Walk a mile in THEIR shoes, not yours – how design should really work
“You never really understand a person until you consider things from his point of view… Until you climb inside of his skin and walk around in it.” – Harper Lee, To Kill a Mockingbird
That’s such a great quote, isn’t it? It’s so descriptive. It creates a sense that you really need to imagine what it’s like, what it feels like to be that person, before you understand them.
It’s not easy, but it’s entirely possible.
We have an incredible brain that’s designed to allow us to imagine how it feels like to be someone else, or even what it would feel like to be in a different place and time. It’s one of the skills we have that separates us from most of the animal kingdom. The exception to this is chimps, apes, and rats, which scientists believe can build out an interpreted maze in their mind.
We can do it, but we need to practice ‘climbing into their skin’ and we must do it when we’re creating and designing.
When design is successful it’s because it resonates so deeply with the consumer at the other end that the reader feels like this was written or created for them.
It’s why strong marketing deals with pain points and problems.
Do you agree?
Good, then you’ll understand why so much marketing fails because it does this instead…
What usually happens in a design meeting…
“Morning everyone. Today we need to create a new brand and marketing message for XXX company. We’ve got Epic Marketing Monkeys to help us.”
Then the conversations start and the ‘brain storming’ begins and all seems well.
Two, three, and even ten heads are better than one and the ideas are flowing and the focus for the campaign is drawn out.
But wait… what? What’s going on here?
“I find this works really well.”
“We loved this campaign by so and so.”
“I really love this design style!”
“Oh… I’ve been waiting to use this font/typeface/graphic in a campaign for ages! Yippee!”
Hang on…! Who’s this campaign for again?
Approaching it like this will lead to failure.
What very often happens is that the client (and sometimes even the designers in an agency) tend to look at the creative ideas from their own subjective viewpoint, not their consumers’.
It’s the end user, the consumer that you’re trying to attract.
And some might go down a route that looks ‘pretty’ or reminds them of a brand they resonate with.
We’re not hired to please you, we’re hired to please your customer
Good marketing and branding should only be defined as a success if it achieves its goal. If we’re honest, we’re not out to impress our clients. What we’re out to do is impress their clients or customers.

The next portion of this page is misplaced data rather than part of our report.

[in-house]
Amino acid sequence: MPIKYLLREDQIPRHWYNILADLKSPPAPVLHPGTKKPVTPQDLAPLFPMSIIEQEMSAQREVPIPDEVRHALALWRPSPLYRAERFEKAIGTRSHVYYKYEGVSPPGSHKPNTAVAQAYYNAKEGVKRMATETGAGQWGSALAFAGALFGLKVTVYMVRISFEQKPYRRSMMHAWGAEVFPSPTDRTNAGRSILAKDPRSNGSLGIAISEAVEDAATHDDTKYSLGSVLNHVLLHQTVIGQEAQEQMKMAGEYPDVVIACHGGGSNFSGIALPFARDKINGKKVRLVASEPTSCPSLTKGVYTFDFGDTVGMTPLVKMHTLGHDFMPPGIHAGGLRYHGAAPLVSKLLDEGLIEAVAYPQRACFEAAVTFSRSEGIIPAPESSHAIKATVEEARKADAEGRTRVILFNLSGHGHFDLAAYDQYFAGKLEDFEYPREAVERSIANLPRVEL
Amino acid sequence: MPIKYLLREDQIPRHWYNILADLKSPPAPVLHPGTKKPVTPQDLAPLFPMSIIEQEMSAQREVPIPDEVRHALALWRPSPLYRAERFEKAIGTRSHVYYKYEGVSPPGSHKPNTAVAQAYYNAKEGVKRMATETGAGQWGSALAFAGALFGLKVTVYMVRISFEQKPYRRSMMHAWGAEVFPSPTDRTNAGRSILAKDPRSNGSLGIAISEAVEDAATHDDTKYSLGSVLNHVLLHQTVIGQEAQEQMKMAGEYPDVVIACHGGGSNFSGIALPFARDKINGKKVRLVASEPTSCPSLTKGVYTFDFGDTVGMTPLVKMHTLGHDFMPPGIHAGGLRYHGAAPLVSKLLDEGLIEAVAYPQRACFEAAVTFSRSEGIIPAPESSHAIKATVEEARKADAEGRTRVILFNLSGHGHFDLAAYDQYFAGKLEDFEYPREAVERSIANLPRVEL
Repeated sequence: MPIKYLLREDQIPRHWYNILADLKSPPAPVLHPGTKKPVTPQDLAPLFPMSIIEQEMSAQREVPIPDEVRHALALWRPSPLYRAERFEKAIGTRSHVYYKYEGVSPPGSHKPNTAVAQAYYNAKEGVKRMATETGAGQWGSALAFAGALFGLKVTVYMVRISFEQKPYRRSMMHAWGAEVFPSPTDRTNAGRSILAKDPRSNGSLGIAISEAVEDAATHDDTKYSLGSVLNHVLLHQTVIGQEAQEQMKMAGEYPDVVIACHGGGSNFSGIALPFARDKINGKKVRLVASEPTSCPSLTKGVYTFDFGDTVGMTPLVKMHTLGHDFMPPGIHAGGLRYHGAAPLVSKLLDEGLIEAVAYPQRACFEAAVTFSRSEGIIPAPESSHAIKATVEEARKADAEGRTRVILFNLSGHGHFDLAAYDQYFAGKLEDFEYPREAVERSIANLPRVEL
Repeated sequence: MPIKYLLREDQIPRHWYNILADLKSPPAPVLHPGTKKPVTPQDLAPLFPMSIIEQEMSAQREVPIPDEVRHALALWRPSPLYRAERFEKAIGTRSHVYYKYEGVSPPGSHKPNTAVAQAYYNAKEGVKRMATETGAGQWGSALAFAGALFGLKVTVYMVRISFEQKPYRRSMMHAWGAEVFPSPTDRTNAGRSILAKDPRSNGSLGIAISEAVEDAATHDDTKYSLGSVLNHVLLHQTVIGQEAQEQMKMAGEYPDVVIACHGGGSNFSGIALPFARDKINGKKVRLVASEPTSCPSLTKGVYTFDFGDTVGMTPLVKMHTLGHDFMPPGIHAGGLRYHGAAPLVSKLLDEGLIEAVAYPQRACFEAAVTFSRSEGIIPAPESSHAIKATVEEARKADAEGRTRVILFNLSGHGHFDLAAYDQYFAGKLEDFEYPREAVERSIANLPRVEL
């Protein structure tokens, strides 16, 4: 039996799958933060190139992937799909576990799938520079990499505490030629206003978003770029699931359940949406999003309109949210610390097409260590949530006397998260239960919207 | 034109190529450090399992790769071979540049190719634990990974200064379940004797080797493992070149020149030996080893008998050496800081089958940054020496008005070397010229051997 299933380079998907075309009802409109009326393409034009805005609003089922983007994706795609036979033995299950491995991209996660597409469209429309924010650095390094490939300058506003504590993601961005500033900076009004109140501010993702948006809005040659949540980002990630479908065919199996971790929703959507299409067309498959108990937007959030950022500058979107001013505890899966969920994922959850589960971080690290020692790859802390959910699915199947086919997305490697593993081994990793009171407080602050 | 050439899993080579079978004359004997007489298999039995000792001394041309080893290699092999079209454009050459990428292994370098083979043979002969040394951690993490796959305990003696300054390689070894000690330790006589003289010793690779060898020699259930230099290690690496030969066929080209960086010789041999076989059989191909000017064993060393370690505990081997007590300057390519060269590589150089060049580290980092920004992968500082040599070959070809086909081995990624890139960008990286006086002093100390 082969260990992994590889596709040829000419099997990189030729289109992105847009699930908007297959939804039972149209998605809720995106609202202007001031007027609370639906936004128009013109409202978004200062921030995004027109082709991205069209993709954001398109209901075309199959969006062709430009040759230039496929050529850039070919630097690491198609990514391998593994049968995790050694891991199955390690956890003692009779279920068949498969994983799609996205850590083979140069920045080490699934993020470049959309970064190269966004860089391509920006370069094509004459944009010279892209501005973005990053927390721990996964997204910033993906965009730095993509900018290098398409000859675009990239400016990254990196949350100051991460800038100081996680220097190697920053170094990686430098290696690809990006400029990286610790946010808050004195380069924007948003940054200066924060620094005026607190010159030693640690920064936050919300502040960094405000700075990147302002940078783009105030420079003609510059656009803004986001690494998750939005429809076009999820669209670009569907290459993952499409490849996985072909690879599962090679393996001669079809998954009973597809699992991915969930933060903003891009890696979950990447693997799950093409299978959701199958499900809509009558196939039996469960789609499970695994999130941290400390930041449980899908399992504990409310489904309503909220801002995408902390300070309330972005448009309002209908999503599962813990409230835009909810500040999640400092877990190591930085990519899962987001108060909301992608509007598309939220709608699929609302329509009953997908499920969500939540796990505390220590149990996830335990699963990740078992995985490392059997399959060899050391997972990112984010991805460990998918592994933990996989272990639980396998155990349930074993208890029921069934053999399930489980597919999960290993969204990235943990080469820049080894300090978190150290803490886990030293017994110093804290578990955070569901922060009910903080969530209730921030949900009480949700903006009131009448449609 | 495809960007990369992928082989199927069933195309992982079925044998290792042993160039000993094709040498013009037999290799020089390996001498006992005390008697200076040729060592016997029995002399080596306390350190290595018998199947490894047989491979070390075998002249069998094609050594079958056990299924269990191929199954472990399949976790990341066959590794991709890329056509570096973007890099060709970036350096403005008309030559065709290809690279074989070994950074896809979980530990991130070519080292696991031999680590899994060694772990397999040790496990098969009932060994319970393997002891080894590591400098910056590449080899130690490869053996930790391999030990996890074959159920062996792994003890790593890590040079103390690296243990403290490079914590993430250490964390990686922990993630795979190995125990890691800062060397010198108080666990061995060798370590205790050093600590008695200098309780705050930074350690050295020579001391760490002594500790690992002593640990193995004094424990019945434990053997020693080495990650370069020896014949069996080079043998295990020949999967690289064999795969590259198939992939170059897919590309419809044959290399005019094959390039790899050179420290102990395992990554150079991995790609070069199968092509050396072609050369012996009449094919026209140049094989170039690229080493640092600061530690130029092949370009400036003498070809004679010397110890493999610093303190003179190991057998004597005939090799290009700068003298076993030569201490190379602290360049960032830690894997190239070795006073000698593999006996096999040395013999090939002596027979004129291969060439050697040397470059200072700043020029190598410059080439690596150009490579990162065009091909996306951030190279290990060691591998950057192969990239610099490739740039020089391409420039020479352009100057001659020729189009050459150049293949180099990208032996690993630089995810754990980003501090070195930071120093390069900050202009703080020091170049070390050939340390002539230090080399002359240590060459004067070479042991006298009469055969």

Good design needs to move people to take action and that’s the end user’s action.
We’ve been hired by the client to design something for them and our principal responsibility is to get results, not please the client. That’s why we’re often seen as a naughty agency and we’re telling everyone that we’re brief makers, not takers!
We want you to get the best results from your marketing and that comes down to the right and best design and branding.
We do this by understanding.
The way to do this is to walk a mile in the shoes of the intended audience
In other words, design for them, not you. As hard as it is, you can’t draw from your own likes and dislikes and use your own pain problems.
You have to get into the end user’s mindset.
- Get in their heads.
- Understand how they work.
- Feel their pain.
- See their world for what it is.
This way of working often helps our own clients become clearer on their ideal customer. It’s something so many fail to really nail down. Are you clear on yours?
By understanding this and who your ideal customer is we can then create something that hits the mark and therefore creates a reaction. Whether that’s to increase sales, increase brand awareness, or engage teams – good design and marketing can do it with the right initial focus.
It’s not you, it’s them!
Get out of the way! You’re not designing for you. As much as we’d love you to be happy with the design and branding that we supply for you, it’s not for you, and it’s not you we’re interested in. Sorry.
It’s not you, it’s them we’re interested in.
When we’re working on a design we understand that it’s very important to remember that we’re not designing for ourselves or the client, we’re designing for their audience.
It’s important that we get into the heads, into the shoes, and under the skins of the people the collateral is aimed at, because otherwise you’re at risk of not getting good results.
Spend time getting it right. To understand someone, you need to see things from their point of view, and to market to them you really need to get good at understanding them.